University performance measurements addressed by Regents


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The state Board of Regents has assigned a task force to analyze which factors should be used in assessing regent-university performance.  

University performance can potentially be used to determine financial aid and funding.

Patrice Sayre, the regents’ chief business officer, said she would staff the task force — providing data to the head, organizing agendas, and coordinating speakers to add background to the information.

The task force, she said, has been inaugurated and will gather more facts and background information on university performance standards during the next eight months.

Ultimately, she said, the committee will not make any decisions regarding performance measurements; rather, it will make recommendations to the regents. As far as the future of regent decisions regarding the issue, Sayre said, it is unclear whether changes will be made. 

“At this point, we have just started our work,” she said. 

Regent Robert Downer said university performance rates have not been studied for a long time and the study will either validate what the regents have already done or determine if they need to change.

“There are a number of reasons why this was done,” he said. “One is to ascertain whether the state appropriations that are received and deployed [are] in a manner that are providing the best educational experience for Iowans both in terms of quality and quantity.”

Downer said the reason behind the task force is to see if allocations of state appropriations are benefiting the largest number of students at each of the regent universities.

Independent public-policy consultant Art Hauptman spoke to the task force on Oct. 18 about why graduation rates should not be used as a determinant for performance. 

Mark Kantrowitz, the publisher of the FinAid and Fastweb websites, concurred with Hauptman’s contention that student demographics have a larger effect on graduation rates than do university performance.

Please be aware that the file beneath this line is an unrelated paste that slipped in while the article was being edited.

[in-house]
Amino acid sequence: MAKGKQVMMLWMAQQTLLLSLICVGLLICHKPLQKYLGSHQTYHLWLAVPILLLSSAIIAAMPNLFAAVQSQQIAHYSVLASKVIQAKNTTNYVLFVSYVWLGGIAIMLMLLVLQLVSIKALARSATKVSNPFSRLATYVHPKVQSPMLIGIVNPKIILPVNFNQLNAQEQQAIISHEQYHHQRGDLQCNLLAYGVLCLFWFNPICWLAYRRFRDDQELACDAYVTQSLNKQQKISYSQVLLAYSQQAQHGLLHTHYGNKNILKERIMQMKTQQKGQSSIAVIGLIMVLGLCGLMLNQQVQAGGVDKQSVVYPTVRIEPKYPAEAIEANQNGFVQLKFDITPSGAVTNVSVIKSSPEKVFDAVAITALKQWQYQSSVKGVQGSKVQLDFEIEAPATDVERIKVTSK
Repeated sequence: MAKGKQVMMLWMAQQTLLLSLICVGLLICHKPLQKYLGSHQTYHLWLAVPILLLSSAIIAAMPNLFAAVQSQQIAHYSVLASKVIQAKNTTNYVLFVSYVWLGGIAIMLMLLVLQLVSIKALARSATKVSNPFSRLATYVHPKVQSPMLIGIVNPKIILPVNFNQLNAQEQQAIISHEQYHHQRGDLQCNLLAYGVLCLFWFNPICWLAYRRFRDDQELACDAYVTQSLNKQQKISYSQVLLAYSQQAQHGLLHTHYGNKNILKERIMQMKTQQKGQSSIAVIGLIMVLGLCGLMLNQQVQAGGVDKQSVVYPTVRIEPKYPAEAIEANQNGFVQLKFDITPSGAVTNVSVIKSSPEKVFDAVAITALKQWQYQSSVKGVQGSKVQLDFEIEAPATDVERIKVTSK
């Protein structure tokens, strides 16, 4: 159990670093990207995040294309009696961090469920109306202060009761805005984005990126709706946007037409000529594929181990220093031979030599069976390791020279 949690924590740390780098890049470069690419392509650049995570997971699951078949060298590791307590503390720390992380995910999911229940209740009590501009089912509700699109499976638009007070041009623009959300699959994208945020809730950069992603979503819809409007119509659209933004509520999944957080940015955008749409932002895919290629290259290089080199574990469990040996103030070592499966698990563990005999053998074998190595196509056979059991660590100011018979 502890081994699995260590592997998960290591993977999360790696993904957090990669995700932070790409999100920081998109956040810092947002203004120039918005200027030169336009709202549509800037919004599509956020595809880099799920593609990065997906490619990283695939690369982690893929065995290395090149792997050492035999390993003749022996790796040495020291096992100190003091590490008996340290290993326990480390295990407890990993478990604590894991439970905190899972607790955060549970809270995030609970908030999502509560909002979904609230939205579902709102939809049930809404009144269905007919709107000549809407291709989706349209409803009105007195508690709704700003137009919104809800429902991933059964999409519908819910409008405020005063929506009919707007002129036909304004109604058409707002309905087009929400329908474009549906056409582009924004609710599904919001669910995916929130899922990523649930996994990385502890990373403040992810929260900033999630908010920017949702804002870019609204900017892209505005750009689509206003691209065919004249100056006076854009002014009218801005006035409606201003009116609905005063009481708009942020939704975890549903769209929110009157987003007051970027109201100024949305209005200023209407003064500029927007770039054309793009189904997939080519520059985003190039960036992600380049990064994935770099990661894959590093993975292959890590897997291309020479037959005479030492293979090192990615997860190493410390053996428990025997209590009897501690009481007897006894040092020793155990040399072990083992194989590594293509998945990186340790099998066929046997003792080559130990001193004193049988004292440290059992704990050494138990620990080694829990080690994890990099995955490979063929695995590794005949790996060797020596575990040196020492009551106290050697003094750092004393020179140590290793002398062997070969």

“Focusing on graduation rates may actually have the opposite of the intended effect, Kantrowitz said. “These schools that are doing better simply would be doing better because they are aggregating the most talented students, not just because their actual performance is better.”

Student demographics such as income status, average high-school GPA, and SAT scores affect graduation rates. Other influential factors include students who are the first in their family to attend college as well as students with children or single-parent students. 

Enrolling students with a higher likelihood of graduating based on demographics, Kantrowitz said, could raise a university’s overall rate without changing performance of the institution itself.

“One approach would be to normalize the graduation rates based on the demographics,” he said.

The effects of financial-aid distribution among universities could vary greatly depending on income status of students, he said.

Kantrowitz said among students from low-income and middle-income families, additional financial aid increases student’s probability to graduate by about one-fifth. For students from families with incomes of six figures or more, financial aid adds only about 1 percent to their graduation rate.

“If you’re comparing a college that has a 90 percent grad rate to one that has 30 [percent] you have to ask what is the benefit of adding funding to a school that is already succeeding,” he said.

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